Cybersecurity: ISO 27001 recognized as an essential standard

The latest ISO Survey has revealed a surge for ISO/IEC 27001, the voluntary standard focusing on information security management systems. The standard has carved a commanding position in the business landscape as the number of threats rises and stakeholders’ expectations grow.

Following our review of ISO 45001 on occupational health and safety, we have produced an article that provides another insight into the results of the 2021 edition of the ISO Survey. Coordinated by the International Organization for Standardization, the ISO Survey lists the number of organizations worldwide that have obtained certification to one or more management system standards. This review focuses on ISO 27001, the flagship standard that provides guidelines for rolling out a robust and effective information security management system. This standard should actually be called ISO/IEC 27001, since it was developed within the International Electrotechnical Commission (IEC).

With almost twice as many certified organizations within the space of two years (351 in 2019, 606 in 2021), all the evidence shows that ISO/IEC 27001 is gaining significant traction in France. This upward curve aligns with global trends, since the number of valid certificates worldwide jumped from 36,000 in 2019 to 58,000 in 2021. These certificates are now on display at close to 100,000 sites around the world, including nearly 1,600 in France. When it comes to countries, the top three are China, Japan and the United Kingdom, each of which has over 5,000 certificates. This tremendous growth can initially be explained by how data protection issues have clearly been propelled into the spotlight. “ISO 27001 addresses information systems security and concerns both digital and paper data,” explains Brice Gilbert, ISO 27001 Manager for AFNOR Certification. “A few years ago, 62% of the companies that engaged with the standard made their decision on their own accord. But faced with an increasingly stringent set of regulations, most organizations are now adopting the standard to demonstrate their compliance and continue bidding on invitations to tender.” Not surprisingly, the ISO Survey reveals that the sector covered by the largest number of ISO/IEC 27001 certificates is information technology.

Reassure customers and attract prospects

The ISO/IEC 27001 is recognized as an essential standard for IT management and cybersecurity.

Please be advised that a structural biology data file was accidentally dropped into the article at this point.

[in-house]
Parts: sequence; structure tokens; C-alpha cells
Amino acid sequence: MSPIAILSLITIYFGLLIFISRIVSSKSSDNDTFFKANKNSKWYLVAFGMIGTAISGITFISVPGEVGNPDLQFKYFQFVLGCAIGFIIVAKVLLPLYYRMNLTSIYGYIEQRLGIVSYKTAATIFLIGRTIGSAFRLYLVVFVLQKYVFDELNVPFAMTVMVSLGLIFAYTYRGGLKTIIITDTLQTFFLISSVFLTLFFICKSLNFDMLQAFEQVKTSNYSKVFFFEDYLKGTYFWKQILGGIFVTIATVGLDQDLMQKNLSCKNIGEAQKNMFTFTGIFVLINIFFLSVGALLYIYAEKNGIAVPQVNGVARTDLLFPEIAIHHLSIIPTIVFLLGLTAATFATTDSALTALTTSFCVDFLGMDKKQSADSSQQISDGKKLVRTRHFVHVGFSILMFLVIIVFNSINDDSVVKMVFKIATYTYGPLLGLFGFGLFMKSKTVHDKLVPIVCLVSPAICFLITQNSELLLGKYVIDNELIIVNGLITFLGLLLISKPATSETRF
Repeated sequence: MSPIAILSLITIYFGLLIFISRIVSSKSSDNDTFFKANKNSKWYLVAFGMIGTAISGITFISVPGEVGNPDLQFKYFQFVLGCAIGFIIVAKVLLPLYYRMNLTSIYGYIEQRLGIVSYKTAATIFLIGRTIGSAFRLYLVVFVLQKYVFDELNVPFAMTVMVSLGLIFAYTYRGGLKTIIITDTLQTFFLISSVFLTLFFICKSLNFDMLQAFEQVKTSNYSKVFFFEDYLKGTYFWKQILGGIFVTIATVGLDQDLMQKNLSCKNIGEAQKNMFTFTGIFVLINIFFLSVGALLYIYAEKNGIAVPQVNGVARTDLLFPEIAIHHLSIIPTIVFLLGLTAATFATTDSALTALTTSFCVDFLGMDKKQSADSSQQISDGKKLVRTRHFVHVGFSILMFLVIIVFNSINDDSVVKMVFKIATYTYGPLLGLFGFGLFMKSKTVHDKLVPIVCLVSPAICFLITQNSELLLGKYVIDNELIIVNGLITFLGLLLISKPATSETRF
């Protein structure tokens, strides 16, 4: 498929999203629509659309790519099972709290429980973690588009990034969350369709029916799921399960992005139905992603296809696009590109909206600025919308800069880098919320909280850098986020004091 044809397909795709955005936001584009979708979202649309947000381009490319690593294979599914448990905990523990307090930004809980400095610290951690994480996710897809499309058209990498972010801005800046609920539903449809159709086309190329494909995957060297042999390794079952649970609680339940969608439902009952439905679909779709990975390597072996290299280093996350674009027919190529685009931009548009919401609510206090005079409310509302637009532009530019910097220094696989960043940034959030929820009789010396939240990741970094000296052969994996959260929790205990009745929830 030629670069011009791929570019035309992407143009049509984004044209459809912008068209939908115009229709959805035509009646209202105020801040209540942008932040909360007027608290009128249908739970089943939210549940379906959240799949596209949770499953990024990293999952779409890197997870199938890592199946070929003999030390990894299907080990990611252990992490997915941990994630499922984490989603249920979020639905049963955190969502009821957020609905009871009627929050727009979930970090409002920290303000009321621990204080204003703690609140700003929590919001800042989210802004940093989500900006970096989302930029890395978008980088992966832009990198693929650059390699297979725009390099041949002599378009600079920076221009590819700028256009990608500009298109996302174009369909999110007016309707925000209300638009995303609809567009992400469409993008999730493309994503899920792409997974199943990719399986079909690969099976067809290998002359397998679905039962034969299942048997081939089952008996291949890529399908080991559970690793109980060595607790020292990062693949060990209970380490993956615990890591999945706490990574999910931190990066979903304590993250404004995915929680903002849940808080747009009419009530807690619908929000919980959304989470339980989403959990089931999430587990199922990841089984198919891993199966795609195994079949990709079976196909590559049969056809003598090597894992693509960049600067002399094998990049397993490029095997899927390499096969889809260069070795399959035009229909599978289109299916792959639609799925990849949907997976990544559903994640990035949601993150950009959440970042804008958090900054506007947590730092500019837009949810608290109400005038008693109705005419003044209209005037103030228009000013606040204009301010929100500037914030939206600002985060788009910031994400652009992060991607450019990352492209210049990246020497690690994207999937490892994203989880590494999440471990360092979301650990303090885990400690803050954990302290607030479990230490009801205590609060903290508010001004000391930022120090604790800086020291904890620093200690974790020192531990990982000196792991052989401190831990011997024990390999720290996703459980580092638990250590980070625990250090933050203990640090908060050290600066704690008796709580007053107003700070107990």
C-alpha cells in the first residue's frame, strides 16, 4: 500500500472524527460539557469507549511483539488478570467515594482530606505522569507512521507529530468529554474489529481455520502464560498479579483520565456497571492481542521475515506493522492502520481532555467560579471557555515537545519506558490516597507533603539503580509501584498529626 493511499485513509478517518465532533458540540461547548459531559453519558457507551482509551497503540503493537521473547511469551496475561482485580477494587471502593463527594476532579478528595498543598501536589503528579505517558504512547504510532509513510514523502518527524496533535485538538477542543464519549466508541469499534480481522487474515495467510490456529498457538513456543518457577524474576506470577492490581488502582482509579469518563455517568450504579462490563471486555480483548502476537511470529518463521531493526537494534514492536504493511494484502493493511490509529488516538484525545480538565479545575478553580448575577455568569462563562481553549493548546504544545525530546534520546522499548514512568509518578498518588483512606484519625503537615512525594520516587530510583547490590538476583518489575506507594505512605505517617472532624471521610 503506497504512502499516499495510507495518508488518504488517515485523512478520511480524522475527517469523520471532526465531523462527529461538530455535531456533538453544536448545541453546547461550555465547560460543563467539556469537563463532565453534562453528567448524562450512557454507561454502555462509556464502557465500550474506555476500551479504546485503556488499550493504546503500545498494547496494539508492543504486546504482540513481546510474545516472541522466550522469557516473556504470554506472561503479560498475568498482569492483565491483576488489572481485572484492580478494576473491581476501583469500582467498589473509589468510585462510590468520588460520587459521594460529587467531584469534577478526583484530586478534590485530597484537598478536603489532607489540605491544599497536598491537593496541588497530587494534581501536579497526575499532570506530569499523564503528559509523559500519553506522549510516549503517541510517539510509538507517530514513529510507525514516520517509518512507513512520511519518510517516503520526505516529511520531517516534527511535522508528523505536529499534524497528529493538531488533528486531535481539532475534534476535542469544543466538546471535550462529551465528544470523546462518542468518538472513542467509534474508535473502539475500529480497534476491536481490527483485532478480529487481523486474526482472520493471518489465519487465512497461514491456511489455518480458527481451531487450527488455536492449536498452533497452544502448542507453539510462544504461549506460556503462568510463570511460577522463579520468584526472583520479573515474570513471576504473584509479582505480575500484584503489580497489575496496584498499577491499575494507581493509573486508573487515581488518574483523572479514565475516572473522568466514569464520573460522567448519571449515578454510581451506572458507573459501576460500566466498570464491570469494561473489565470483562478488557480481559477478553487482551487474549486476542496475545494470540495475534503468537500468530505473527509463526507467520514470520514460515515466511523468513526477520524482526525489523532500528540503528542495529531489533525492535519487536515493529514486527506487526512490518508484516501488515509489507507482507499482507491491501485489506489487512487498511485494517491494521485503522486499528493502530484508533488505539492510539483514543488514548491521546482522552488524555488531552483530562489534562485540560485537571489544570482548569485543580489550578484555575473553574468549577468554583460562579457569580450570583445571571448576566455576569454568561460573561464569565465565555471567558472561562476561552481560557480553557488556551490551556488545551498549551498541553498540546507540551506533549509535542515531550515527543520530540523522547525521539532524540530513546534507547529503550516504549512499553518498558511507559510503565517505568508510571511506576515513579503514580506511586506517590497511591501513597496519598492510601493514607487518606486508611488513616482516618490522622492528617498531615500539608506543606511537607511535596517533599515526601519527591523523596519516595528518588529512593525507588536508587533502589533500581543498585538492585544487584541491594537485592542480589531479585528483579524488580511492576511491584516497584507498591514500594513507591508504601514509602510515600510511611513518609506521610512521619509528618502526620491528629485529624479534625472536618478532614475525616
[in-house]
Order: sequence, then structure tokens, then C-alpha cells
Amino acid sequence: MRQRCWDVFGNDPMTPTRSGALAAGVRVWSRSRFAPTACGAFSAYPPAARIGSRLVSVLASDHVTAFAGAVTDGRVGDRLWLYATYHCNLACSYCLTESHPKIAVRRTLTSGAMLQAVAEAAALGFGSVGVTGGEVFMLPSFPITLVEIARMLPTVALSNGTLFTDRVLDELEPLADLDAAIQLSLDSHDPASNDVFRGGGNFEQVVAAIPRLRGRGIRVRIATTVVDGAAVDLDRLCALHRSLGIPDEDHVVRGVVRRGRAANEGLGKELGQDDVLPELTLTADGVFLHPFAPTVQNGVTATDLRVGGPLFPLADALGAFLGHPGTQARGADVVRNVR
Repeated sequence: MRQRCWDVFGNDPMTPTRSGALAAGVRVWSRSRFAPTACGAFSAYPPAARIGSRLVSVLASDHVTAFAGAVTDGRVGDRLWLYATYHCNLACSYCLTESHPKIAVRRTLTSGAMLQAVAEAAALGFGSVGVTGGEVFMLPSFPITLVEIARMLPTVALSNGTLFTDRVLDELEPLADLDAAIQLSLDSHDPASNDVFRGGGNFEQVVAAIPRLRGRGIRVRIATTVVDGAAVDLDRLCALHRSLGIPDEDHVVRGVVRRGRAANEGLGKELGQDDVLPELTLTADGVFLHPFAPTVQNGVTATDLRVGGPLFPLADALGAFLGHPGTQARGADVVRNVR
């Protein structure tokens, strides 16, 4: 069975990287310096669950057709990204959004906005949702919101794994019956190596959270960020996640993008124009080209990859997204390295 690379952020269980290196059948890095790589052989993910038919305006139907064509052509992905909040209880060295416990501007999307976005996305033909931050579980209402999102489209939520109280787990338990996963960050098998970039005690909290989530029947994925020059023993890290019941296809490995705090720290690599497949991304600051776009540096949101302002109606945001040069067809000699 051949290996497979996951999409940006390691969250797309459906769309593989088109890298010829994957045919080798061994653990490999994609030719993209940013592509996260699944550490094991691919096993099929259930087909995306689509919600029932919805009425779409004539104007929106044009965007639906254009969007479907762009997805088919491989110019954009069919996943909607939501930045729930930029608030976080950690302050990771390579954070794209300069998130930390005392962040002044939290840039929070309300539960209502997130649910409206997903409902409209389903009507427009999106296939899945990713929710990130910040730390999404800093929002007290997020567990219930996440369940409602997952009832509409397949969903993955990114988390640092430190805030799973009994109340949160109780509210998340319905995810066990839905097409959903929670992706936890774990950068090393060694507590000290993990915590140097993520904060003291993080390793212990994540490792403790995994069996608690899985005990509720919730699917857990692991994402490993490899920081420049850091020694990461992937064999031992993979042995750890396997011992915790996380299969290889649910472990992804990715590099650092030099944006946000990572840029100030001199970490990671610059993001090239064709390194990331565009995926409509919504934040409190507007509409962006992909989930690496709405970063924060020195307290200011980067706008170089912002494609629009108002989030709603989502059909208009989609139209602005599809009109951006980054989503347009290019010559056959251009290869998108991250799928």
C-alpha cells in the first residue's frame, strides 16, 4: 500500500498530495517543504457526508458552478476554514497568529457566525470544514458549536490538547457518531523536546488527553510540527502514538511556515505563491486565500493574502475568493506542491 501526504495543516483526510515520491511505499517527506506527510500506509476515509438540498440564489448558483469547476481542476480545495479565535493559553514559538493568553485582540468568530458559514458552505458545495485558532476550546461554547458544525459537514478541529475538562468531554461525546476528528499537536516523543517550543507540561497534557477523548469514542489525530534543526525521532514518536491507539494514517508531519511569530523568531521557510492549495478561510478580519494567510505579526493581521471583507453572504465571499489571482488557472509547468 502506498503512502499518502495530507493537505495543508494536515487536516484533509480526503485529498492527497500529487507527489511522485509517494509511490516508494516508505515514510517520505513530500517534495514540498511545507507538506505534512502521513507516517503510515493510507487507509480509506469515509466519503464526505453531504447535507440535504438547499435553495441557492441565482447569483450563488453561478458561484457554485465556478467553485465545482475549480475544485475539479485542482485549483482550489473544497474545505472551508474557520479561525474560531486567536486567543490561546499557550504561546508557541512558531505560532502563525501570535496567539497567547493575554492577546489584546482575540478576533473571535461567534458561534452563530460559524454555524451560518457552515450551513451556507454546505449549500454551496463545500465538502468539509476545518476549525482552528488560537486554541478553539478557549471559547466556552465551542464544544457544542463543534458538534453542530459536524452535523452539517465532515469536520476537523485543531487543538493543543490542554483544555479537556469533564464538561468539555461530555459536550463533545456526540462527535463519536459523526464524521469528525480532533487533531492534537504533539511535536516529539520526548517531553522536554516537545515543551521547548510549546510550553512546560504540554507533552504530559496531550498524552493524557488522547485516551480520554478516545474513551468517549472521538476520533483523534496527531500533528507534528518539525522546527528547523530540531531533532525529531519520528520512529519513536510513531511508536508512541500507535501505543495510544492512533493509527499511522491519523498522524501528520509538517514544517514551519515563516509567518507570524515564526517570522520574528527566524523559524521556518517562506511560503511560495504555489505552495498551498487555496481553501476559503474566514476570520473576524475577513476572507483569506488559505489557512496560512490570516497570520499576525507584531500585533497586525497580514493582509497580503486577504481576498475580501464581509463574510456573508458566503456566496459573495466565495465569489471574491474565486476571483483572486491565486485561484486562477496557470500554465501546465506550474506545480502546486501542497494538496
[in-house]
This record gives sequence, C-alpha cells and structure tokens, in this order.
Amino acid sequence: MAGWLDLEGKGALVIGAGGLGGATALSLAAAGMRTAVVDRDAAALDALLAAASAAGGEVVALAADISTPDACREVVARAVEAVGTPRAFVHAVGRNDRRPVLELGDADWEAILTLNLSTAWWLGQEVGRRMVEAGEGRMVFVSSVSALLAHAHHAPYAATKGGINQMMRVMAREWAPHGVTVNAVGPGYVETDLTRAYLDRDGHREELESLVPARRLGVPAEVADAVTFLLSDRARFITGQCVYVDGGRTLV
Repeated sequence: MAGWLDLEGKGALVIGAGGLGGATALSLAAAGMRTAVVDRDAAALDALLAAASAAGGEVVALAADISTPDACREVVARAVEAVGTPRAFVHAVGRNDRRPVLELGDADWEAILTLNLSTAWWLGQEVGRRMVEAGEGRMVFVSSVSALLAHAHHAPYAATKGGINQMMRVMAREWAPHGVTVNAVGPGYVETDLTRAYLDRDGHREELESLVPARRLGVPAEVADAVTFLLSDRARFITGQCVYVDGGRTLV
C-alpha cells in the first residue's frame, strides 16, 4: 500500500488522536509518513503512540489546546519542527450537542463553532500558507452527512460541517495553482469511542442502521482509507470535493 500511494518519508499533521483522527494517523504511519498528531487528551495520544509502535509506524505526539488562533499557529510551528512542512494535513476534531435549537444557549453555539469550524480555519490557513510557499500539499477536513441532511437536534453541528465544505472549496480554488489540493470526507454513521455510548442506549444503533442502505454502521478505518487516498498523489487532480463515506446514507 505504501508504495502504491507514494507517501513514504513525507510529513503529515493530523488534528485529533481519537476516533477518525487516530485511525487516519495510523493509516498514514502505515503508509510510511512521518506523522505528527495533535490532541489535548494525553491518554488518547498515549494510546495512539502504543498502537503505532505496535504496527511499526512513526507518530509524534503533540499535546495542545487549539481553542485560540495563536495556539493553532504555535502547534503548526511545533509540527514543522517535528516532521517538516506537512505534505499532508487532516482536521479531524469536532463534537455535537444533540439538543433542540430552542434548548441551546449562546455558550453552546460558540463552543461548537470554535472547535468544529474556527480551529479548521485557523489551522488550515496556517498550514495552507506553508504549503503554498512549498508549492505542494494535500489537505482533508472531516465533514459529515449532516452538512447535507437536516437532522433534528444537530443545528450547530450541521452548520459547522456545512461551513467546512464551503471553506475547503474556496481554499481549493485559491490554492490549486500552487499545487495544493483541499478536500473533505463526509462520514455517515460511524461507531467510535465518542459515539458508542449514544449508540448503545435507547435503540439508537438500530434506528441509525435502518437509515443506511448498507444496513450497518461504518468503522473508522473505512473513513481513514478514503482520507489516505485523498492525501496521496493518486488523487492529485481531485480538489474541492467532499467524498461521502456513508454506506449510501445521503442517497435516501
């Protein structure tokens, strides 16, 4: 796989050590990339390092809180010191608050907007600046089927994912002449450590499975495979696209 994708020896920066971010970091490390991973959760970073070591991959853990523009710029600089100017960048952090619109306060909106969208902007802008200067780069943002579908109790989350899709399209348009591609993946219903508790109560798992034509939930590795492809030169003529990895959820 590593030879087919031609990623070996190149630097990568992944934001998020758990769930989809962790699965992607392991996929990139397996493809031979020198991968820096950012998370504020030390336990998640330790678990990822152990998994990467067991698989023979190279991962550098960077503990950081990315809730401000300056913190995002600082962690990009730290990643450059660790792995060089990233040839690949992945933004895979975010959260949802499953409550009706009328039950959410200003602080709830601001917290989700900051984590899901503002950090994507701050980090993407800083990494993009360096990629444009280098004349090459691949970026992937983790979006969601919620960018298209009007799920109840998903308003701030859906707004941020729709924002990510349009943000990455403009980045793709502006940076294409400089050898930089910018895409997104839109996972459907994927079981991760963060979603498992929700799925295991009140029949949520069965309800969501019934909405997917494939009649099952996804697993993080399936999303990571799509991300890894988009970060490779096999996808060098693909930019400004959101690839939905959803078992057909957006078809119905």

Software publisher Tehtris is one of the French companies to achieve certification. As an expert in such issues, the 260-employee company has developed a solution to automatically neutralize cyberattacks in real time without any human action required. ISO 27001 was a no-brainer for us,” says Christine Samandel, Chief of Staff to the CEO/CTO at Tehtris. “It’s a powerful tool for driving development. ISO 27001 is the most well-known standard and it’s used around the world. Getting certified lets you step even further beyond the bounds of national or regional certification schemes.” To obtain certification back in September 2022 following the audit by AFNOR Certification, the teams at Tehtris undertook a major effort to document all the existing processes, which meant taking an in-depth look at its practices and ultimately gaining an overview of everything that has been put into action. “We knew that already, but not in such a formalized way. It’s important to reassure customers, attract prospects and build confidence among users,” says Christine Samandel. As part of a continual improvement strategy, the company has set up a number of indicators to ensure compliance and improve performance with each annual audit.

Although ISO/IEC 27001 is still voluntary, this standard is increasingly required for organizations to prove their alignment with the law. In Europe, the GDPR (General Data Protection Regulation) is not the only mandatory regulation in force. France’s HDS regulation requires all entities handling personal health data to obtain certification to a standard based on ISO 27001. Car manufacturers need to comply with UN Regulation No. 155. “Manufacturers, especially in the aviation industry, are well aware of the issues. A hack, data leak or ransomware attack could put the company’s survival on the line. AFNOR offers a multi-step strategy, starting with a free self-assessment to get the organization thinking about the process, whatever its sector of activity,” says Brice Gilbert. Five years after the first version was released in May 2017, the publication of the updated standard, which introduces a number of new aspects such as the cloud, represents the ideal opportunity to get started on the road to certification.